Americans have not spent this much of their incomes on food since the Gulf War: feds

Soaring grocery bills and restaurant tabs are eating up more of Americans’ paychecks than they have in three decades, according to the federal government.

In 2022, US consumers spent 11.3% of their disposable income on food as raging inflation jacked up prices on everything from bacon, eggs and milk at local supermarkets to burgers and burritos at fast-food joints, according to data from the Agriculture Department. 

That’s the most since 1991, when President George H. W. Bush was ramping up the first Gulf War, Nirvana’s “Nevermind” was topping the charts — and food purchases accounted for 11.4% of shoppers’ disposable income, the USDA said.

Americans are spending a greater share of their income on food, according to data from the Department of Agriculture.
Americans are spending a greater share of their income on food, according to data from the Department of Agriculture. NY Post composite

The problem is showing no signs of letting up as restaurants, retailers and manufacturers alike continue to grapple with soaring labor costs and the price of key commodities including beef and cocoa continues to ratchet higher.

According to the USDA, food-at-home prices increased another 5% last year compared to 2022 — or double the historical average rate at which retail food price inflation rose per year between 2003 and 2022.

Recently, those increases have slowed — up 1.2% in January compared with a year ago. 

Still, that’s leaving shoppers with punishing tabs for everything from meat to produce to spaghetti sauce.

Meanwhile, “away from home” food prices at restaurants surged a staggering 5.1% over the same time period, according to the Consumer Price Index.

“In 2022 and 2023 it was boom times for restaurants, which gives them latitude to raise prices,” Moody’s chief economist Mark Zandi told The Post.

Fast-food prices shot up even more — 5.8%, according to the government data — a trend that’s set to continue after 22 states raised their minimum wage last month. 

Earlier this month, Chipotle said it will be forced to further raise prices as California after a $20-an-hour minimum wage law takes effect there in April.

The menu hikes are already taking a toll, with McDonald’s admitting this month that customers making less than $45,000 per year are eating at home more frequently as grocery prices come down.

“I think what you’re going to see as you head into 2024 is probably more attention to what I would describe as affordability,” McDonald’s chief executive Chris Kempczinski said on an earnings call with analysts earlier this month.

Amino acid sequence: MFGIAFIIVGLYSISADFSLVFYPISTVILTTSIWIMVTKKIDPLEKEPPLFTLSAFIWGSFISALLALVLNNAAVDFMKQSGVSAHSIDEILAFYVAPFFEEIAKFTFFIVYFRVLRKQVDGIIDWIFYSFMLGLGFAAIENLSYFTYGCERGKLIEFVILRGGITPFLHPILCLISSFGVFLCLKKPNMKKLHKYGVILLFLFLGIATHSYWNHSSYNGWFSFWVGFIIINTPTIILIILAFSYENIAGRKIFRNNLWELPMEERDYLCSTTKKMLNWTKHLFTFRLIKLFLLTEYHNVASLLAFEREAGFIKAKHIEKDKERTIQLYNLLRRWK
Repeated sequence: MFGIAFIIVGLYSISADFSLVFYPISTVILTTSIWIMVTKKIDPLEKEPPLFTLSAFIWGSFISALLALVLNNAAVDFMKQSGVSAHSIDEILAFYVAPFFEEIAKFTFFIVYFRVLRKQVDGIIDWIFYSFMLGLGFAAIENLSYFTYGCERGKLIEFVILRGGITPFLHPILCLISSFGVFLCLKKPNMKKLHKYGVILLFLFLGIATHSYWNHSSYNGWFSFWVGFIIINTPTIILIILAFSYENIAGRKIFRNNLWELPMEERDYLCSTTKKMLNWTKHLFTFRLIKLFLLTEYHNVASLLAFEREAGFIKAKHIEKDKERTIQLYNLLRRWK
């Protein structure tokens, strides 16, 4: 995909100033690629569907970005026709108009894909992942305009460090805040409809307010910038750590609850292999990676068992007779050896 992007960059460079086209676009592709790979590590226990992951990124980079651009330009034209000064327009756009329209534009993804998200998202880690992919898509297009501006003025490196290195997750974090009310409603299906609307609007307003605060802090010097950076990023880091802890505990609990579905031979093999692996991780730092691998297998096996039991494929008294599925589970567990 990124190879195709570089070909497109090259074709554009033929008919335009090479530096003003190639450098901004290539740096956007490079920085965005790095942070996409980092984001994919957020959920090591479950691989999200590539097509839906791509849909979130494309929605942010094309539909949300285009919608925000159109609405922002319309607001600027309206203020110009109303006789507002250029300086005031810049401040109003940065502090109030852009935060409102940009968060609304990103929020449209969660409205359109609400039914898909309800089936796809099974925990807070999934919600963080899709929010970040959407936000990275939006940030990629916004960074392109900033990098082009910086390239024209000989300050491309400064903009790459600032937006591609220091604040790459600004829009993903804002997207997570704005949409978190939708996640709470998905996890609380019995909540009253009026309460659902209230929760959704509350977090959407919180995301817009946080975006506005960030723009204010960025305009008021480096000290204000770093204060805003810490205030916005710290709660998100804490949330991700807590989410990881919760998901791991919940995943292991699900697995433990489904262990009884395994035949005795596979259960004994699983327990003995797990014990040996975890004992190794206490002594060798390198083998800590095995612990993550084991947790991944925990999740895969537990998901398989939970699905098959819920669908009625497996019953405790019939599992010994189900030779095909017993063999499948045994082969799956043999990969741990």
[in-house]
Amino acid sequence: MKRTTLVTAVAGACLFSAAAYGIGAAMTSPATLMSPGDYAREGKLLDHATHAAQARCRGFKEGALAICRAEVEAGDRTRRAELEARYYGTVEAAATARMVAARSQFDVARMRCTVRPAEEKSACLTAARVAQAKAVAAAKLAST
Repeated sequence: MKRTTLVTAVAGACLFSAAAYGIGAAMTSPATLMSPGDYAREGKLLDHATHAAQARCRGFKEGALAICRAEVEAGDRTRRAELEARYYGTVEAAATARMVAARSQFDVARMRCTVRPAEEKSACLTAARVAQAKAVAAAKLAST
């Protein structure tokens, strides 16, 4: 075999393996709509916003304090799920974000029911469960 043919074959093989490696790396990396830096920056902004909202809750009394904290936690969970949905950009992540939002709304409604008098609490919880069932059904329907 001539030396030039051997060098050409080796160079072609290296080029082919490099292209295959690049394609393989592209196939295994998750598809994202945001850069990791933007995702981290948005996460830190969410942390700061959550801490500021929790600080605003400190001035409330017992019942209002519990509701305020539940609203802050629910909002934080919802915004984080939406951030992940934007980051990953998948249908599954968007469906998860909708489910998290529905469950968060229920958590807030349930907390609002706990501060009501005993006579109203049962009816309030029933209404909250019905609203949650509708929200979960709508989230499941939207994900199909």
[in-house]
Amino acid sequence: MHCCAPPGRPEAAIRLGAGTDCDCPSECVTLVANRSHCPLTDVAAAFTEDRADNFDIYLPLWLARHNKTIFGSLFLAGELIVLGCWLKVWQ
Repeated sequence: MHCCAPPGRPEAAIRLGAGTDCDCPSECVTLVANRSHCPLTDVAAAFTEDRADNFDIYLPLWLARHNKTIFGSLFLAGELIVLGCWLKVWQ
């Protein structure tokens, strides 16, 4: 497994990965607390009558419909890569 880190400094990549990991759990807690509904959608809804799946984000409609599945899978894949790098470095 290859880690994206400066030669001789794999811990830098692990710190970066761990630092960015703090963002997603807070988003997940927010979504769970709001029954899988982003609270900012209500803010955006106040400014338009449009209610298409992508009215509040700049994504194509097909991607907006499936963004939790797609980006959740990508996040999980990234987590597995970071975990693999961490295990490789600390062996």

But Zandi is skeptical whether restaurants will lower their prices.

“Businesses really don’t want to cut prices,” Zandi said. “They will do it if demand is falling and they have no options, but the more palatable strategy is to hold the line until affordability is reestablished.”

Meanwhile, corporate profit margins “economy-wide” have been rising, Zandi said.

Food prices were thrust into the spotlight on Super Bowl Sunday when President Joe Biden posted a video to social media in which he called out snack companies for “shrinkflation.”

“Some companies are trying to pull a fast one by shrinking the products little by little and hoping you won’t notice,” Biden said in a video posted on X, formerly known as Twitter, ahead of Super Bowl LVIII.

“Give me a break. The American public is tired of being played for suckers,” he said.

Biden, who offered no solutions or policies to address the practice, did not name any specific companies but several brands were shown in the video, including Gatorade, Doritos, Breyers and Tostitos.

“We appreciate that the President has to deflect attention away from inflation that has lingered during his administration,” said David Chavern, president and CEO of the Consumer Brands Association, in a statement.

Chavern added that the group would like to work with Biden on “real solutions that benefit consumers.”

Last year, the prices for fats and oils rose by 9% while the cost of sugar and sweets jumped 8.7%. The rate of price increases for cereals and bakery products stood at 8.4% last year.

The only food item that saw its price decline last year was pork, which was 1.2% cheaper compared to 2022, according to USDA data.

Meat prices grew but at a slower pace than their 20-year historical averages. Beef and veal prices rose 3.6% while eggs were 1.4% more expensive last year compared to 2022, the USDA said.

The cost of fresh fruits rose 0.7% while fish and seafood prices ticked up 0.3%.